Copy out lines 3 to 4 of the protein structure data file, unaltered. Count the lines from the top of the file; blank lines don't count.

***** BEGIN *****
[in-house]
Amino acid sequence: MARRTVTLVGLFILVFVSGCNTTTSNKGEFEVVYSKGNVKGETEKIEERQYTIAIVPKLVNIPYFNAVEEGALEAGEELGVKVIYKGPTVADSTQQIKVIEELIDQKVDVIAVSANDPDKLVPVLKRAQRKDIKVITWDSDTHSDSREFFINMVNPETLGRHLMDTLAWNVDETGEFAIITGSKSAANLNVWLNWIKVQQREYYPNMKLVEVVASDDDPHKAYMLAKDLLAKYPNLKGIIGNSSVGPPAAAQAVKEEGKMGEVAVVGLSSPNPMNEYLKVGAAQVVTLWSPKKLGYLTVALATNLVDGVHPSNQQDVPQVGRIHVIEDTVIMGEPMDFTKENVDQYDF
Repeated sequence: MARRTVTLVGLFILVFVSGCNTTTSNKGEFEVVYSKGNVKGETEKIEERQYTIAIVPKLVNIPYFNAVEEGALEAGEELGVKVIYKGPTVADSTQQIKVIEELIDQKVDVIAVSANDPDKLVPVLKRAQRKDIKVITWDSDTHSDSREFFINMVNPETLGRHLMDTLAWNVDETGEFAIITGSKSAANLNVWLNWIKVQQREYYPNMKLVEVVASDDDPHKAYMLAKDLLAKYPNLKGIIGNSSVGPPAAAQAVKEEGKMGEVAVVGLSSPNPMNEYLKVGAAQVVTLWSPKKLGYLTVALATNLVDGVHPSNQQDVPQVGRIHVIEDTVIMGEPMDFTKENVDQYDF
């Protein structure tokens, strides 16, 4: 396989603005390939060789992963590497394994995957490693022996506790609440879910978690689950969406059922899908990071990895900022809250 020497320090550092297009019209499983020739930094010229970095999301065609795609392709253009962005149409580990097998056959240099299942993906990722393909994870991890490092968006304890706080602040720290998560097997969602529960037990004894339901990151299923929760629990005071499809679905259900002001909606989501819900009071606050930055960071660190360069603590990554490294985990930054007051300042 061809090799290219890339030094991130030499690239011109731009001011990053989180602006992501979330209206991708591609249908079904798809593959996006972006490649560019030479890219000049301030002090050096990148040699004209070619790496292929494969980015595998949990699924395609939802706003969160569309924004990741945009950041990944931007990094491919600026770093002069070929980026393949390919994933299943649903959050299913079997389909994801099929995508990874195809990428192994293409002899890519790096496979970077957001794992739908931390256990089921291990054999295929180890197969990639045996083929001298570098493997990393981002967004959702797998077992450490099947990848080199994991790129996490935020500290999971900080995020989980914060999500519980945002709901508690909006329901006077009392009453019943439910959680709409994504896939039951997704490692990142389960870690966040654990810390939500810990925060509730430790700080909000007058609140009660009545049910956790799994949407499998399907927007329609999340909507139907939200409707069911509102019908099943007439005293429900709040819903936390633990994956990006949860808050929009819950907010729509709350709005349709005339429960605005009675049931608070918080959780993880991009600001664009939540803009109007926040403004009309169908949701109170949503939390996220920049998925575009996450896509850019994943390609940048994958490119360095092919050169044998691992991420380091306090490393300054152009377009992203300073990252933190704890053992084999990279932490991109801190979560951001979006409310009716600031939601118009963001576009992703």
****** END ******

Repeated sequence: MARRTVTLVGLFILVFVSGCNTTTSNKGEFEVVYSKGNVKGETEKIEERQYTIAIVPKLVNIPYFNAVEEGALEAGEELGVKVIYKGPTVADSTQQIKVIEELIDQKVDVIAVSANDPDKLVPVLKRAQRKDIKVITWDSDTHSDSREFFINMVNPETLGRHLMDTLAWNVDETGEFAIITGSKSAANLNVWLNWIKVQQREYYPNMKLVEVVASDDDPHKAYMLAKDLLAKYPNLKGIIGNSSVGPPAAAQAVKEEGKMGEVAVVGLSSPNPMNEYLKVGAAQVVTLWSPKKLGYLTVALATNLVDGVHPSNQQDVPQVGRIHVIEDTVIMGEPMDFTKENVDQYDF
């Protein structure tokens, strides 16, 4: 396989603005390939060789992963590497394994995957490693022996506790609440879910978690689950969406059922899908990071990895900022809250 020497320090550092297009019209499983020739930094010229970095999301065609795609392709253009962005149409580990097998056959240099299942993906990722393909994870991890490092968006304890706080602040720290998560097997969602529960037990004894339901990151299923929760629990005071499809679905259900002001909606989501819900009071606050930055960071660190360069603590990554490294985990930054007051300042 061809090799290219890339030094991130030499690239011109731009001011990053989180602006992501979330209206991708591609249908079904798809593959996006972006490649560019030479890219000049301030002090050096990148040699004209070619790496292929494969980015595998949990699924395609939802706003969160569309924004990741945009950041990944931007990094491919600026770093002069070929980026393949390919994933299943649903959050299913079997389909994801099929995508990874195809990428192994293409002899890519790096496979970077957001794992739908931390256990089921291990054999295929180890197969990639045996083929001298570098493997990393981002967004959702797998077992450490099947990848080199994991790129996490935020500290999971900080995020989980914060999500519980945002709901508690909006329901006077009392009453019943439910959680709409994504896939039951997704490692990142389960870690966040654990810390939500810990925060509730430790700080909000007058609140009660009545049910956790799994949407499998399907927007329609999340909507139907939200409707069911509102019908099943007439005293429900709040819903936390633990994956990006949860808050929009819950907010729509709350709005349709005339429960605005009675049931608070918080959780993880991009600001664009939540803009109007926040403004009309169908949701109170949503939390996220920049998925575009996450896509850019994943390609940048994958490119360095092919050169044998691992991420380091306090490393300054152009377009992203300073990252933190704890053992084999990279932490991109801190979560951001979006409310009716600031939601118009963001576009992703």